10 March 2016

The Phone is a Tool, Not an Extension of Self

Martin Heidegger, Discourse on Thinking, tr. John M. Anderson and E. Hans Freund, (New York: Harper & Row, 1966), pp. 53-54:
For all of us, the arrangements, devices, and machinery of technology are to a greater or lesser extent indispensable. It would be foolish to attack technology blindly. It would be shortsighted to condemn it as the work of the devil. We depend on technical devices; they even challenge us to ever greater advances. But suddenly and unaware we find ourselves so firmly shackled to these technical devices that we fall into bondage to them.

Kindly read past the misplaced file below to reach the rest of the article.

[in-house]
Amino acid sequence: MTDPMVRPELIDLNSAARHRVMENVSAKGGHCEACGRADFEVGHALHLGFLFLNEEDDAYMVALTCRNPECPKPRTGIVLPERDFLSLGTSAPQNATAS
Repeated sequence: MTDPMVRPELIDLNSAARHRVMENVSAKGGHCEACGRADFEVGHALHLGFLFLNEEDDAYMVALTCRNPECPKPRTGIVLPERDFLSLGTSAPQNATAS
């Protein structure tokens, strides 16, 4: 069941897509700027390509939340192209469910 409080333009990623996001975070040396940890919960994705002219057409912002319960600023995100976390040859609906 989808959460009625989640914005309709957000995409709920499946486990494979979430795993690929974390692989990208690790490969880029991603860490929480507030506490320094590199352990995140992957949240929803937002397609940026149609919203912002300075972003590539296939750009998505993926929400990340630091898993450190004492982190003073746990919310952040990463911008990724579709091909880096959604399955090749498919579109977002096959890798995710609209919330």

Still we can act otherwise. We can use technical devices, and yet with proper use also keep ourselves so free of them, that we may let go of them any time. We can use technical devices as they ought to be used, and also let them alone as something which does not affect our inner and real core. We can affirm the unavoidable use of technical devices, and also deny them the right to dominate us, and so to warp, confuse, and lay waste our nature.
Related posts: